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I can understand your concern about the TOM tilted half an inch further back on the bass side really makes a difference as the adjustment range of the blocks is another half an inch. The image below illustrates and exaggerates the issue by assuming that the normal situation would require the blocks to be in the front position while on the angled bridge the string line is drawn with the blocks being pushed all back. As you can see the issue would be bigger on the bass side. However, at the very maximum the narrowing effect would be about 3 mm for the low E at the bridge which means about 1.5 mm at the 12th fret and 2.2 mm at the last fret. And as the bridge pieces usually already are pushed a bit back on the bass side the effect would be even less. Take a ruler and see for yourself!

kuva.png.a89ce07db919299d93e3fe9b8ecbe958.png

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23 minutes ago, Bizman62 said:

I can understand your concern about the TOM tilted half an inch further back on the bass side really makes a difference as the adjustment range of the blocks is another half an inch. The image below illustrates and exaggerates the issue by assuming that the normal situation would require the blocks to be in the front position while on the angled bridge the string line is drawn with the blocks being pushed all back. As you can see the issue would be bigger on the bass side. However, at the very maximum the narrowing effect would be about 3 mm for the low E at the bridge which means about 1.5 mm at the 12th fret and 2.2 mm at the last fret. And as the bridge pieces usually already are pushed a bit back on the bass side the effect would be even less. Take a ruler and see for yourself!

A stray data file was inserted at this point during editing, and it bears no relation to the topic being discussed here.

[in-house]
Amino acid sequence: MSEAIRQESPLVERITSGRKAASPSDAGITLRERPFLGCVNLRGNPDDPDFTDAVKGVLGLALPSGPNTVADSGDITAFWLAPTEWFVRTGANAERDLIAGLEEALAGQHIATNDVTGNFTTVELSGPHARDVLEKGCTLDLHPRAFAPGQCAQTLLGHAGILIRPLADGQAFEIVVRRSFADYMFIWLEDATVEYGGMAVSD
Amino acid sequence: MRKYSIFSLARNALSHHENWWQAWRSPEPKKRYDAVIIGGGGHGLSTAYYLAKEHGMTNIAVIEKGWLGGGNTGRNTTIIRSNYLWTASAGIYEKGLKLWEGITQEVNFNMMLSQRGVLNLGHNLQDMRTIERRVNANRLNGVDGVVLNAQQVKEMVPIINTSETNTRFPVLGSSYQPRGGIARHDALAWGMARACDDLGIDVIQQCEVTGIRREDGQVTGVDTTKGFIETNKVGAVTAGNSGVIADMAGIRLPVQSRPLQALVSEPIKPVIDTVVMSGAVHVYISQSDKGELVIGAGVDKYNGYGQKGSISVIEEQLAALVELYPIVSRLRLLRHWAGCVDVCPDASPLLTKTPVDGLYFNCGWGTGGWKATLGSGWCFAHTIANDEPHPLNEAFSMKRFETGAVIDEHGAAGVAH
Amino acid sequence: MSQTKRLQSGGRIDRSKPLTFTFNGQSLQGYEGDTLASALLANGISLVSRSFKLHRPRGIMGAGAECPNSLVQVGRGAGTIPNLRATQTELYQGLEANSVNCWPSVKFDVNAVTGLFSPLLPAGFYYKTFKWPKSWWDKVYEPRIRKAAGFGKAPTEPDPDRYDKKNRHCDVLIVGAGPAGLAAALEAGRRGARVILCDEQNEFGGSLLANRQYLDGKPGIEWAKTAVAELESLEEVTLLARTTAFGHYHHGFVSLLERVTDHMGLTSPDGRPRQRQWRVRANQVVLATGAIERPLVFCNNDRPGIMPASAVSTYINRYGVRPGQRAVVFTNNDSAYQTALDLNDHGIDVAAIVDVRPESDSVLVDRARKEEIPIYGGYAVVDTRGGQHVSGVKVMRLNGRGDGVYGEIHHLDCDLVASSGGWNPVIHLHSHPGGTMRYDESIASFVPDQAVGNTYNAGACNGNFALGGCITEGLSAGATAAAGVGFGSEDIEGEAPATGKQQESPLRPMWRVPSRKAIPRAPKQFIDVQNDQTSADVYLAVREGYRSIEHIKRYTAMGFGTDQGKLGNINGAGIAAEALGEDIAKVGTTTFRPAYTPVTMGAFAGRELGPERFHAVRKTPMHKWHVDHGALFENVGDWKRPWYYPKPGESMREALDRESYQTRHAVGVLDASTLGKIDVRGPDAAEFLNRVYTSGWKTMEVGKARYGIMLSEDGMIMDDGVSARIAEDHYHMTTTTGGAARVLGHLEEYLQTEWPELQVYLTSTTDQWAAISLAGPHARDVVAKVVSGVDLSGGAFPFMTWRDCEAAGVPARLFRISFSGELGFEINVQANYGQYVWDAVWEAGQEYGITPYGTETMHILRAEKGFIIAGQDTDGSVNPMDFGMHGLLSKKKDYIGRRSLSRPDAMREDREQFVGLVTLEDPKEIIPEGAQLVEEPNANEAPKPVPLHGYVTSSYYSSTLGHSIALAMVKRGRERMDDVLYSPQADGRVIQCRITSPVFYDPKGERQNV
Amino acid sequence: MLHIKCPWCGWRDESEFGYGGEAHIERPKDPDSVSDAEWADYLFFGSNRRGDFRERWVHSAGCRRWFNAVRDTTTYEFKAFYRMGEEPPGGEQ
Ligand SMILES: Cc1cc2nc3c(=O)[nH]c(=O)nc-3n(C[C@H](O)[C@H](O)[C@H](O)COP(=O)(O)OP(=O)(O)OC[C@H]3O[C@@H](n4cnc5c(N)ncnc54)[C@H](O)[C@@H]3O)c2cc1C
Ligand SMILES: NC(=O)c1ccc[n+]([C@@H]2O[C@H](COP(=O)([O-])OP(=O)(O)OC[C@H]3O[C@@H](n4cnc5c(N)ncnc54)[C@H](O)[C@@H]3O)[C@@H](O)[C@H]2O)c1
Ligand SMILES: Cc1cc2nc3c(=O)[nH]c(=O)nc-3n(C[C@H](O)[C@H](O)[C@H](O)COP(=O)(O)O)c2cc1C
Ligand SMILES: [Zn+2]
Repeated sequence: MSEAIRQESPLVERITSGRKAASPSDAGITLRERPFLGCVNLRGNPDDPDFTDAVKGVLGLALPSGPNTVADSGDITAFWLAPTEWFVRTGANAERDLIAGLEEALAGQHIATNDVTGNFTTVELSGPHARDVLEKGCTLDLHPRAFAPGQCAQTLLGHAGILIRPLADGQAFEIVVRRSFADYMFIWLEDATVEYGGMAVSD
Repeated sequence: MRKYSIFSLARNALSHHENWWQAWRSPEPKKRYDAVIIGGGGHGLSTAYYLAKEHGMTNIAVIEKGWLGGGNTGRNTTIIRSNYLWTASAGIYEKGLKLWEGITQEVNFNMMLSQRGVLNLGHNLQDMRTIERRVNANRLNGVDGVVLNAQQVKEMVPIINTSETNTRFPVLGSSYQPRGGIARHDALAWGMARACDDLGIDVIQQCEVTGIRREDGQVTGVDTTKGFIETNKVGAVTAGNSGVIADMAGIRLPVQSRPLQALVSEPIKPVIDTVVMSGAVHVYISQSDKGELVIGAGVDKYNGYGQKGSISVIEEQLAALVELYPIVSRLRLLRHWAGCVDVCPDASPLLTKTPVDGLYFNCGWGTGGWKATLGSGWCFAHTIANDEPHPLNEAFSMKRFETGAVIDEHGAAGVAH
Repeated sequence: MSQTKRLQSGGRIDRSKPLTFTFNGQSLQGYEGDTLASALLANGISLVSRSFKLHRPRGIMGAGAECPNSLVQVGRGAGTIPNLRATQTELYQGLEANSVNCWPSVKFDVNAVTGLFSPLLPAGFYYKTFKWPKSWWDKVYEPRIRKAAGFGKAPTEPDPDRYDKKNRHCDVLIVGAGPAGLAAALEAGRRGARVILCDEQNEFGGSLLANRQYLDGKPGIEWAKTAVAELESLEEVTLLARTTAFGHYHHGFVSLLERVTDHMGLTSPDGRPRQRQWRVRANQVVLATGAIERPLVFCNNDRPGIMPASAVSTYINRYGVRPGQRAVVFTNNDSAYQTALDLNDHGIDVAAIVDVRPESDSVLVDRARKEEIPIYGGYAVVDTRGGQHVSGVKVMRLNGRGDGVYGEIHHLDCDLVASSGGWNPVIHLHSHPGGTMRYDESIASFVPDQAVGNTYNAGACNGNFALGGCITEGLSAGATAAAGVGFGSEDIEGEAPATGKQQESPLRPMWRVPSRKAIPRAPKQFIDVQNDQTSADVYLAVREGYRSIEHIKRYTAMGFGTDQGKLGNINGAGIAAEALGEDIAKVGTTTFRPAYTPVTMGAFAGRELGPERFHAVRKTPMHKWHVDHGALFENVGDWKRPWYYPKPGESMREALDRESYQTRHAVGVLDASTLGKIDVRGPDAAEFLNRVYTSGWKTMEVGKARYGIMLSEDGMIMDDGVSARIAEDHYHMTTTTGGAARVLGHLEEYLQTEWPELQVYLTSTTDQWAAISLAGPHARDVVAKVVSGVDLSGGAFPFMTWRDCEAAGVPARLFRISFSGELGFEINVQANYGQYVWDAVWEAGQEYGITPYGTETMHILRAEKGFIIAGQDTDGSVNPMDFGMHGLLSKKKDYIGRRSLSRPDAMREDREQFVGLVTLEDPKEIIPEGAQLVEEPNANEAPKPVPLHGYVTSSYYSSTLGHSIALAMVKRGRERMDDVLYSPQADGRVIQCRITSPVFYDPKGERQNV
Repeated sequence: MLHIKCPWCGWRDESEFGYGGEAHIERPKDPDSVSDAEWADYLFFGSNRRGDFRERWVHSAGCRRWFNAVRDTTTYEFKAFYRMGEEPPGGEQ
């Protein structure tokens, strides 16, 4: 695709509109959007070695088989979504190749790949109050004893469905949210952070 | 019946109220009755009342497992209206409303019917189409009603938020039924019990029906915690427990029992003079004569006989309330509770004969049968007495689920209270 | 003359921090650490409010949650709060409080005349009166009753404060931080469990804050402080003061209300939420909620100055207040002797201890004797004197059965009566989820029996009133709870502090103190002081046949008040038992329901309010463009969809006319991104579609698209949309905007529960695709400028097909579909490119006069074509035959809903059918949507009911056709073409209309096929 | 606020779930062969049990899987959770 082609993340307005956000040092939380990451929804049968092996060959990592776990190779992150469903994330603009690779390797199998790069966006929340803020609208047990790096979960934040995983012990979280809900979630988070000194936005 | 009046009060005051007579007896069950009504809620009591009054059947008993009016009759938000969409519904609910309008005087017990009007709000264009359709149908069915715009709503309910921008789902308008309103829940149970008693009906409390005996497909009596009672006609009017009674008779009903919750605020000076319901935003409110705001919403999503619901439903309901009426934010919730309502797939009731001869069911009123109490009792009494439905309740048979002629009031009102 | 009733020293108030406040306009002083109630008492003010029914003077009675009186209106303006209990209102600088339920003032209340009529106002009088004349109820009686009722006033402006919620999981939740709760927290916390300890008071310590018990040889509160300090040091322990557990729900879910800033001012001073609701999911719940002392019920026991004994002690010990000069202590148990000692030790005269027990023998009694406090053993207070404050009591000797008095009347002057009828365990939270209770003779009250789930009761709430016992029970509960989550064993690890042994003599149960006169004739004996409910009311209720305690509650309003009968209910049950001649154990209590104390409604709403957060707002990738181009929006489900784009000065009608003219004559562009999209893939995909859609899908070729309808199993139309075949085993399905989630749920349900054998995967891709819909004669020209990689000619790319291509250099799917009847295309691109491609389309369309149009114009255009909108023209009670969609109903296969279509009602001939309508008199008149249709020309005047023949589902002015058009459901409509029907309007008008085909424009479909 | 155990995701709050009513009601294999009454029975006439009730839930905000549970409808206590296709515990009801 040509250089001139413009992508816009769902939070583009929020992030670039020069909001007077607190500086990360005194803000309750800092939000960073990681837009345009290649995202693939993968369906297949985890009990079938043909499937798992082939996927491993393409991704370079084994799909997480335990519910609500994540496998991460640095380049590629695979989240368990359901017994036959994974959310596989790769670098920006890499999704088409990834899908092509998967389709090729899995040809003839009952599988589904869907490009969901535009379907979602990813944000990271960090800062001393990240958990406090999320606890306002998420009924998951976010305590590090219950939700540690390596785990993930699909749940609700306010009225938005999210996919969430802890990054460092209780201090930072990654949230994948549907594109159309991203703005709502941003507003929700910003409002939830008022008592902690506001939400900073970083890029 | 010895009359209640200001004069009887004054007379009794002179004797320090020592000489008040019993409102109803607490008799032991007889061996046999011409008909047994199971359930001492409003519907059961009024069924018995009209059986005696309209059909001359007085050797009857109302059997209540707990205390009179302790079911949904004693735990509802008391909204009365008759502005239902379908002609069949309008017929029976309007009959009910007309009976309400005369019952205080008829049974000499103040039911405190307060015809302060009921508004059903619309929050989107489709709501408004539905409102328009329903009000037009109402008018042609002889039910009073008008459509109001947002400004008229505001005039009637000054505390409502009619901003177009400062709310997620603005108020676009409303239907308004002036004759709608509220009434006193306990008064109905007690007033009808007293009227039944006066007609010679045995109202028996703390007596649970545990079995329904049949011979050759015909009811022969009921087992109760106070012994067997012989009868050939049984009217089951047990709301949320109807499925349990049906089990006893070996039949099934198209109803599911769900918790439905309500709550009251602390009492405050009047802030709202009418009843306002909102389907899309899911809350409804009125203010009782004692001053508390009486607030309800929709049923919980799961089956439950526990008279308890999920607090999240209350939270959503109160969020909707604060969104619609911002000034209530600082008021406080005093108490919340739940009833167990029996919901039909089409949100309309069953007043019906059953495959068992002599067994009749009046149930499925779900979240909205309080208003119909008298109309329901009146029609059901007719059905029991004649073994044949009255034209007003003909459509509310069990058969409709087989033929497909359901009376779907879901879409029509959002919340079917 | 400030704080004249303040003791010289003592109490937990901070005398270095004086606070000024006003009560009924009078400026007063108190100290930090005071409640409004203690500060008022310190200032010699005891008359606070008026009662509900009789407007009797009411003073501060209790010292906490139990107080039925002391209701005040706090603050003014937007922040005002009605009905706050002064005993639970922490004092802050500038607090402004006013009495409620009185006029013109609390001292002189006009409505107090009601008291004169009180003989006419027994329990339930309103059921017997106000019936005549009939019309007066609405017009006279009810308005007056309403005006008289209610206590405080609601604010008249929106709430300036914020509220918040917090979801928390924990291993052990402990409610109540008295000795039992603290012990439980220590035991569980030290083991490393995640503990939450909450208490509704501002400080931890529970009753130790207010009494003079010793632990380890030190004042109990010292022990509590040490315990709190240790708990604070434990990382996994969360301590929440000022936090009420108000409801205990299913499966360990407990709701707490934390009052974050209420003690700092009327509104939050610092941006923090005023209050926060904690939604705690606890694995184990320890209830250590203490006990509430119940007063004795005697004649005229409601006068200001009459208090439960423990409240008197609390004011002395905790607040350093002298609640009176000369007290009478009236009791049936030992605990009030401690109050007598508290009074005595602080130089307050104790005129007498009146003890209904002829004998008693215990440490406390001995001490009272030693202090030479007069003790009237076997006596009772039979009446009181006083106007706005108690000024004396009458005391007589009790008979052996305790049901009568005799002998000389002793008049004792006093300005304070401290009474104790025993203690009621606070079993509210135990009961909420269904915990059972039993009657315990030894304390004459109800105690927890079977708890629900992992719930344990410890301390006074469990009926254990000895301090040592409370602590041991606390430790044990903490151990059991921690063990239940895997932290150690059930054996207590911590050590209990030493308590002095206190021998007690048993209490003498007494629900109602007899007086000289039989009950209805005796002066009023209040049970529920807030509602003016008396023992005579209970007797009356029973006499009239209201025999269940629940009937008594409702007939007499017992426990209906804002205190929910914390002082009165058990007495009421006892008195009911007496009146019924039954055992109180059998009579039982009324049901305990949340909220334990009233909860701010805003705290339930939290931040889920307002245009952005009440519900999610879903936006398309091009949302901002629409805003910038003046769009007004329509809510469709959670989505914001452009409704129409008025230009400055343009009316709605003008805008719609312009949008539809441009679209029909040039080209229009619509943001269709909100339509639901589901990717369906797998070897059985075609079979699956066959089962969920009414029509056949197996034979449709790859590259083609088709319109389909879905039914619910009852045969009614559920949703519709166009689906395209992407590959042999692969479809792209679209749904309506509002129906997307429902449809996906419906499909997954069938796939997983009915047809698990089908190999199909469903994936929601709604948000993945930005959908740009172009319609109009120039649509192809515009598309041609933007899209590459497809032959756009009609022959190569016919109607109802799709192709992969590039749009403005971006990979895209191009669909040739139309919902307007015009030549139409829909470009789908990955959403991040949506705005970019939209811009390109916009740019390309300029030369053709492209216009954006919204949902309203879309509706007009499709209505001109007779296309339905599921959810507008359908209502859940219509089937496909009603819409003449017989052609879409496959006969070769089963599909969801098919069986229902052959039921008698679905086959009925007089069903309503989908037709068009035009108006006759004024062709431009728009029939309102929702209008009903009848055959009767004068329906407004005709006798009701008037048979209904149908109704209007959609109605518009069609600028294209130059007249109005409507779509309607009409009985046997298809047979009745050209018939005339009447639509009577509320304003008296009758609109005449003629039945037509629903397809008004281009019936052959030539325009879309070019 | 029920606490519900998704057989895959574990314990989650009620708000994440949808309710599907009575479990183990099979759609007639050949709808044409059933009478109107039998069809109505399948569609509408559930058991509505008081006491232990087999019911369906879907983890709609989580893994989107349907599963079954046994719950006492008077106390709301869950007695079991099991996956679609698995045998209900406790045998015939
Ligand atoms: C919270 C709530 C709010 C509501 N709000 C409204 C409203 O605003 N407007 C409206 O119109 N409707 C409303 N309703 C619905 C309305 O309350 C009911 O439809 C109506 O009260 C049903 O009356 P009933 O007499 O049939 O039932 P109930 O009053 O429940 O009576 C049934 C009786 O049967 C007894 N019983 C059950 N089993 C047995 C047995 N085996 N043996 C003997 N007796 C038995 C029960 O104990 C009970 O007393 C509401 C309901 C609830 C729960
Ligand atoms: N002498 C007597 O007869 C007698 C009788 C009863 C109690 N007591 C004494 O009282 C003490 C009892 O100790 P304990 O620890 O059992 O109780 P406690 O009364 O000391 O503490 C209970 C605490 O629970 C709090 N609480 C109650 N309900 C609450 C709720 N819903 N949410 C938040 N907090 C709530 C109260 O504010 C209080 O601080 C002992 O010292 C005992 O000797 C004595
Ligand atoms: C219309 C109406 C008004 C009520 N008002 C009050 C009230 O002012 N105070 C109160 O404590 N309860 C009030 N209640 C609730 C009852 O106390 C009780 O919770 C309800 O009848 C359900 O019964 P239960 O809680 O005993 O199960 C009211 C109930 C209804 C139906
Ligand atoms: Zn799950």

kuva.png.a89ce07db919299d93e3fe9b8ecbe958.png

well in theory... if one were to get approximate positioning of the intonnation prior to cutting slots... and one would cut the slots not on center to saddle, but on location of the ideal string spacing... it should be very minimized as one should never need to use the full range of the saddle to zero in on perfect intonnation.  that said... I worry that it would be just enough that it would look wonky, worse yet it could create binding which would become a real problem.  Further... it might make the strings line up with dif overhang on the fretboard... and even if this was .5mm, my eye will be immediately drawn to it!

all that said... I think if I shift 1/4" more the the offset towards the head it will actually fix the look of the bridge vs pickups.  it's a win win.  only question is whether that xtra 1/4 is going to be problematic on the other end.  Honestly the more I think of it I think I want a perfectly perpendicular 22nd fret.  My mind can't wrap around the math that would tell me what that equates to for the angle of the bridge right now... but I'm guessing it'd be in the 1/8 to 1/4 additional over the normal 1/8" offset which should solve the issue mentioned above with certainty.

 

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5 hours ago, mistermikev said: